39. Additional Features of IMAP4 • Users can retrieve all or only a portion of any mail message • Users can review their messages and delete them while the messages remain on the server • Users can create sophisticated methods of organizing messages on the server • Users can share a mailbox in a central location • IMAP4 can provide better security than POP because it supports authentication

  40. Hypertext Transport Protocol (HTTP) • Language that Web clients and servers use to communicate • Forms the backbone of the Web • Hypertext Markup Language (HTML) • Language that defines formatting standards for Web documents

  41. Hypertext Transport Protocol (HTTP) Figure 11-18: Web client/server transmission using HTTP

  42. Packet Internet Groper (PING) • Troubleshooting utility that can verify TCP/IP is installed, bound to the NIC, configured correctly, and communicating with the network • An echo request is a signal sent out to another computer • An echo reply is the other computer’s response signal • Process of sending this signal back and forth is known as pinging

  43. Packet Internet Groper (PING) Figure 11-19: Example of successful and unsuccessful PING

  44. Netstat • Netstat utility display TCP/IP statistics and details about TCP/IP components and connections on a host Figure 11-20: Output of a simple netstat command

  45. Nslookup • Allows you to look up the DNS host name of a network node by specifying its IP address, or vice versa Figure 11-21: Output of a simple ns lookup command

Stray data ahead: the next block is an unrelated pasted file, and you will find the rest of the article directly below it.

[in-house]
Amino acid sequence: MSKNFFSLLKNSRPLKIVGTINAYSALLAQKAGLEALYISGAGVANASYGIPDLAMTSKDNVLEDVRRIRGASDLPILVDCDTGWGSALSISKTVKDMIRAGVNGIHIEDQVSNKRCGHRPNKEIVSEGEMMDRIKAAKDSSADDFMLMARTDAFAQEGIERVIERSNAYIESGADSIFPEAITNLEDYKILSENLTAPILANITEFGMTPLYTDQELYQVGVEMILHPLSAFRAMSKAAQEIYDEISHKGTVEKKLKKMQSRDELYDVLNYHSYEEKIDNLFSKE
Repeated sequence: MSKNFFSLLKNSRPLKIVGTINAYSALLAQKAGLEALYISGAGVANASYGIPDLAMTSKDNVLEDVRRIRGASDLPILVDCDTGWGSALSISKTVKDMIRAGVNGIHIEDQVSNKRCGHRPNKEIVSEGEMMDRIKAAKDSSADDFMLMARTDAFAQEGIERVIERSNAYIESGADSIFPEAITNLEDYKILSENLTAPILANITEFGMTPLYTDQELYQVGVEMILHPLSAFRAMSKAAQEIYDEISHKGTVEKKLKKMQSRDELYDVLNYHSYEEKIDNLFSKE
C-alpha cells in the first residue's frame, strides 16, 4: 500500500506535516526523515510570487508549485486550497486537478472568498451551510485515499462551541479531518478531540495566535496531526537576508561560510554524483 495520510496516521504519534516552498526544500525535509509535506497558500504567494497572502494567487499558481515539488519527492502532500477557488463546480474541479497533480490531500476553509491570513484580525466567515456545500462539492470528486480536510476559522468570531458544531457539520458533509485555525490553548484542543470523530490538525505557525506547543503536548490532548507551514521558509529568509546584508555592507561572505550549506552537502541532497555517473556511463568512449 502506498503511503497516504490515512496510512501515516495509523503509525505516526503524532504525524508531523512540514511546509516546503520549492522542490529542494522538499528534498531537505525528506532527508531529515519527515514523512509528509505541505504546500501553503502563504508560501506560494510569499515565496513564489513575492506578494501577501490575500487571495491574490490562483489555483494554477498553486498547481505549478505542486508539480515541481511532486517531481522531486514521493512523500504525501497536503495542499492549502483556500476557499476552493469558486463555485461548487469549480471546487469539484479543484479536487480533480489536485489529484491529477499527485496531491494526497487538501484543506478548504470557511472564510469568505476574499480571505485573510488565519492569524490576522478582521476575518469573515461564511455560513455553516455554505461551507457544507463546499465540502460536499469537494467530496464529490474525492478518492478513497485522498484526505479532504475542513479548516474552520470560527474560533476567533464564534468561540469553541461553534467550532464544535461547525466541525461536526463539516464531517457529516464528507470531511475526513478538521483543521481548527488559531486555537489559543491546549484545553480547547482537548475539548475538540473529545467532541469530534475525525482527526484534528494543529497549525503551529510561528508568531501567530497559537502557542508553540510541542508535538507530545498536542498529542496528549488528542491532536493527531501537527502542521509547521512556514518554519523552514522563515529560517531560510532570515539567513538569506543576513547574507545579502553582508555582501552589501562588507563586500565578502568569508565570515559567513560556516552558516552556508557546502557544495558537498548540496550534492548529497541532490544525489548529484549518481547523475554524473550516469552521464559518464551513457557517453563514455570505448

46. Traceroute • Uses ICMP to trace path from one networked node to another • Also known as tracert on Windows machines Figure 11-22: Output of a traceroute command

  47. Ipconfig • TCP/IP administration utility for use with Windows NT and Windows 2000 operating systems Figure 11-23: Output of an ipconfig command on a Windows 2000 workstation

  48. Ifconfig • TCP/IP configuration and management utility used on UNIX systems Figure 11-26: Detailed information available through ifconfig

  49. Internet Services • World Wide Web (WWW, or Web) • Collection of internetworked servers that share resources and exchange information according to specific protocols and formats • Browser • Software that provides clients with a simple, graphical interface to the Web

  50. World Wide Web • Uniform Resource Locator (URL) • Standard means of identifying every Web page • Unqualified host name • Host name minus its prefix and suffix